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Living with albinism

By | March 27th 2011

It is not easy living with albinism, and so when people point fingers at people with the condition, make nasty comments and avoid socialising with them, or even try to kidnap them to sell them off due to misconceived notions that their body parts can make one rich, life becomes more difficult. Four of them spoke exclusively to NJOKI CHEGE about their lives

Albinism is a disorder characterised by the complete or partial absence of pigment in the skin, hair and eyes due to absence or defect of an enzyme involved in the production of melanin. It results from inheritance of the recessive genes.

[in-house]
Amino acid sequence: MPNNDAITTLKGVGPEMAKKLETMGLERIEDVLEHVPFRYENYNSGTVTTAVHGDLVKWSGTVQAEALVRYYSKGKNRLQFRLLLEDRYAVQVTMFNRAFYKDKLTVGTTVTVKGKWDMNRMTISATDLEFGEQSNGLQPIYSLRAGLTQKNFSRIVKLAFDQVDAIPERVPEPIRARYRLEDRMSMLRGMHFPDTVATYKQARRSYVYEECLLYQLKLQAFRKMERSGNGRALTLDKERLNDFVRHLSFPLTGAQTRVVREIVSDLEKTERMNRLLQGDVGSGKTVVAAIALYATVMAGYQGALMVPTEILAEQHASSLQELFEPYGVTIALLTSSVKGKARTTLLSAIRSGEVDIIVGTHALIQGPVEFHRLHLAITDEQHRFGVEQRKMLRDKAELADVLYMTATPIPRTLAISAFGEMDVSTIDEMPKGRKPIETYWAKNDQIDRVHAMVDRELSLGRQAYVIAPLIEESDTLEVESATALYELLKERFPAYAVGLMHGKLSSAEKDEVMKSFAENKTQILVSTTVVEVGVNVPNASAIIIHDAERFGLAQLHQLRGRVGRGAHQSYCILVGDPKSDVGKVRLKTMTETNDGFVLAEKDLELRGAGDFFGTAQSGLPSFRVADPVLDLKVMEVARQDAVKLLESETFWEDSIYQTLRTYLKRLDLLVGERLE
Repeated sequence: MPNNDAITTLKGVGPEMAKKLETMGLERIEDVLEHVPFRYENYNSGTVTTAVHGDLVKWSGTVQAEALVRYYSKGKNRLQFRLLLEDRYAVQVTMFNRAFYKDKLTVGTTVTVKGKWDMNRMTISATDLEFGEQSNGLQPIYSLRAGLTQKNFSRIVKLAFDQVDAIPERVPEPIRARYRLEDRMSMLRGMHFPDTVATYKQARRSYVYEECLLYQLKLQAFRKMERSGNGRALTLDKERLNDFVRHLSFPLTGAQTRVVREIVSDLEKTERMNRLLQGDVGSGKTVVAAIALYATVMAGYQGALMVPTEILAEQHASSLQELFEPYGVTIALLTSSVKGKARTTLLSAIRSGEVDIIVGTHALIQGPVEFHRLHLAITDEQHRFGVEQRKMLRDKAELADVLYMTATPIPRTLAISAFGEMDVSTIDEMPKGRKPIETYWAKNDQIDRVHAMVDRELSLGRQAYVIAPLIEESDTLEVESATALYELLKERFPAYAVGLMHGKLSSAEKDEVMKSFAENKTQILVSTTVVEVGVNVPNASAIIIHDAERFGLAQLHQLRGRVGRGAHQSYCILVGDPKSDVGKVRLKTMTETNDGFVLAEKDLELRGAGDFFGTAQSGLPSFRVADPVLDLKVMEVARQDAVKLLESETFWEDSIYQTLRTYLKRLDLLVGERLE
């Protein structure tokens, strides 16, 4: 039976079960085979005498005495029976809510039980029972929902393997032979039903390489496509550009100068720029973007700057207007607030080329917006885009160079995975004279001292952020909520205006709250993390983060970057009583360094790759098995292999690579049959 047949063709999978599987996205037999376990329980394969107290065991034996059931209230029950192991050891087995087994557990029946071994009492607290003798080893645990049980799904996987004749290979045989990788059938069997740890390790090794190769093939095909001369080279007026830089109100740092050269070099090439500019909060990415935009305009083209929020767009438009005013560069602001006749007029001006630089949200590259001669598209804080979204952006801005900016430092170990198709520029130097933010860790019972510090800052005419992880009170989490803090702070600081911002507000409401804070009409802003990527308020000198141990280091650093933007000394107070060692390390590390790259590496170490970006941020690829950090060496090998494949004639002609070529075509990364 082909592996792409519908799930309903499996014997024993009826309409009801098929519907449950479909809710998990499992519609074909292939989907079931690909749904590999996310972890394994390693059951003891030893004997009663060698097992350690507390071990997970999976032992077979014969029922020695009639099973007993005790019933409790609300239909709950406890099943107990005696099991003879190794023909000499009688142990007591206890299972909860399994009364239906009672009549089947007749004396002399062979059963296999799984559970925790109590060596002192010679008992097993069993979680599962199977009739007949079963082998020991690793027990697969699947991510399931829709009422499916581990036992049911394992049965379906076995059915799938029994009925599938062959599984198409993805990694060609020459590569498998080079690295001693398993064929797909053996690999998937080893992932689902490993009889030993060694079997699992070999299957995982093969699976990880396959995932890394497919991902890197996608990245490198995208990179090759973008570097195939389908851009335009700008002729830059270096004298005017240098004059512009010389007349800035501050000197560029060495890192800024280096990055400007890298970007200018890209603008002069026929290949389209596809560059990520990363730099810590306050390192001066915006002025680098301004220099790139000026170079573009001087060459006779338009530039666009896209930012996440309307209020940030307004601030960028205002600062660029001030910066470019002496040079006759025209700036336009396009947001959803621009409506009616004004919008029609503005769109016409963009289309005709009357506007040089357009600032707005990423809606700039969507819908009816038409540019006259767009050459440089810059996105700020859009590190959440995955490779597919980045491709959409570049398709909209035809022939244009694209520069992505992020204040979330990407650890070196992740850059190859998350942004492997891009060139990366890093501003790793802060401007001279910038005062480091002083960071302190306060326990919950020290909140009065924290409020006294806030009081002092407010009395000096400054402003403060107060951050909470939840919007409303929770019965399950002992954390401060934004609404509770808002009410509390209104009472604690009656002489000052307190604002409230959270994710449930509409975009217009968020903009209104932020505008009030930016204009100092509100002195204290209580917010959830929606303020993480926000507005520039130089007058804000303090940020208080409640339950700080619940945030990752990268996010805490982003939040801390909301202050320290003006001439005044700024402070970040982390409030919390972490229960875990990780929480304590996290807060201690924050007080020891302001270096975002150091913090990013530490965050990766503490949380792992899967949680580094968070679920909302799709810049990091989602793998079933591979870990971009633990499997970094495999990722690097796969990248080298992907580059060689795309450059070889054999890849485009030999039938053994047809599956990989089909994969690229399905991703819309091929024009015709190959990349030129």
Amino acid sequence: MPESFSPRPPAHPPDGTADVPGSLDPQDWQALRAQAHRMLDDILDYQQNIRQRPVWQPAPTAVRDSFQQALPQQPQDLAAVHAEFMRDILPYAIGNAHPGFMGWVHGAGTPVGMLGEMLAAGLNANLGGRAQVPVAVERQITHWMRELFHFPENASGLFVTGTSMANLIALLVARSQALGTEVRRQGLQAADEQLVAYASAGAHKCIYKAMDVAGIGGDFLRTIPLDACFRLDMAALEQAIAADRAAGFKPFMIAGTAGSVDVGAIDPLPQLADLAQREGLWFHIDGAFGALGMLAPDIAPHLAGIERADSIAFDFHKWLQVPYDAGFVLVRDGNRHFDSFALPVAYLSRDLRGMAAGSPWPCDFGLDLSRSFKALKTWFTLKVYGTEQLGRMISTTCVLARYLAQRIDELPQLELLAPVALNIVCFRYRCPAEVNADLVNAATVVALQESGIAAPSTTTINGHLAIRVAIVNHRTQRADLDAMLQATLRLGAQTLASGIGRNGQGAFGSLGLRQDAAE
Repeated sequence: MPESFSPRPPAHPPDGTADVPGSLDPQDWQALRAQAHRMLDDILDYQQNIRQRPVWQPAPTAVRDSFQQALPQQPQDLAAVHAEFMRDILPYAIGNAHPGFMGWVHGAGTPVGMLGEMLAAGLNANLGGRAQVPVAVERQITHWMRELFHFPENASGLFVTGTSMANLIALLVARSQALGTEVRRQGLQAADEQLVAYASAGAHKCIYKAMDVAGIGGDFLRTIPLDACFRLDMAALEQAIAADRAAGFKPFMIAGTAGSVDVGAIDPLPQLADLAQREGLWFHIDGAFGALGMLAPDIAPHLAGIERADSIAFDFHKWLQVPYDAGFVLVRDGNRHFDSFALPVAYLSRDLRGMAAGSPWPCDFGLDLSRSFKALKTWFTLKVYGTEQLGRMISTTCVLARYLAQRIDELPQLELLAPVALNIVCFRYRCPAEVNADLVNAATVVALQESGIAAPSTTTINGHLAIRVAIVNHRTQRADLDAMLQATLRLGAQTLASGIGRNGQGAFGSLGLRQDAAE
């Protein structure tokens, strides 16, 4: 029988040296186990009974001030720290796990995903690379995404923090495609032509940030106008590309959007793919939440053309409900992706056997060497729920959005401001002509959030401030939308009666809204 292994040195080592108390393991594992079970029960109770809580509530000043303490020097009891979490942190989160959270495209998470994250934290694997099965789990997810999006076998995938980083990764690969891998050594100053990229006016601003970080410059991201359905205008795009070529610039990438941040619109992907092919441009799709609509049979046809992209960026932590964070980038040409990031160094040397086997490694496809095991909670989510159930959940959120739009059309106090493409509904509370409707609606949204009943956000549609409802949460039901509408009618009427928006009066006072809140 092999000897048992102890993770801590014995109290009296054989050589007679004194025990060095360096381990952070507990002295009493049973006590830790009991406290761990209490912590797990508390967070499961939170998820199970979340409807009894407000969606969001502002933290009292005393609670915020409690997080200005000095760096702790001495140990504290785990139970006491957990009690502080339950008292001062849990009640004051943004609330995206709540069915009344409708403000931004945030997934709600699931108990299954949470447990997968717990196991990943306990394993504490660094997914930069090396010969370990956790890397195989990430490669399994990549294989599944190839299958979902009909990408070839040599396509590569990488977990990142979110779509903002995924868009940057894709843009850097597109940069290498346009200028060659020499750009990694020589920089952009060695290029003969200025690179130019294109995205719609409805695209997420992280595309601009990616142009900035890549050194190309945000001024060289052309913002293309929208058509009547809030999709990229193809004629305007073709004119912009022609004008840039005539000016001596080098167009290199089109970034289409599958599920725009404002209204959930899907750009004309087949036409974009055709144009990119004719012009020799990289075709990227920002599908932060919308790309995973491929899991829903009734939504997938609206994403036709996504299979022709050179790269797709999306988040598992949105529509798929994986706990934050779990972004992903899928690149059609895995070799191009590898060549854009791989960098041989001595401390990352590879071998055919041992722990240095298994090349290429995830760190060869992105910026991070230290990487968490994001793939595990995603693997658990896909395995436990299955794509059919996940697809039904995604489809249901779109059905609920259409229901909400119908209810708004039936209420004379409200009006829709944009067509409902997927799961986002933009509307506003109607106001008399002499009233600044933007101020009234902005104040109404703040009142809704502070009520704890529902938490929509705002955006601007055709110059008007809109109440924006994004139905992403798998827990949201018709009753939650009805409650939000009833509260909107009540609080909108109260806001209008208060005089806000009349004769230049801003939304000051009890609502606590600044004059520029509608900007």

Albinism is associated with a number of vision defects. The human eye normally produces enough pigment to colour the iris and lend opacity to the eye. However, there are cases in which the eyes of a person with albinism appear red or purple, depending on the amount of pigmentation present. Lack of pigmentation in the eyes also results in problems with vision, related and unrelated to photosensitivity.

Lack of skin pigmentation makes the organism more susceptible to sunburn and skin cancers. Most people with albinism appear white or pale as the melanin pigments responsible for brown, black and some yellow colouration are not present. Because individuals with albinism have skin that partially or entirely lacks the dark pigment melanin that helps protect the skin from the sun’s ultraviolet radiation, their skin can burn more easily from over-exposure.

People with albinism are generally as healthy as the rest of the population, with growth and development occurring as normal. Albinism by itself does not cause mortality, although the lack of pigment increases the risk of skin cancer and other problems.

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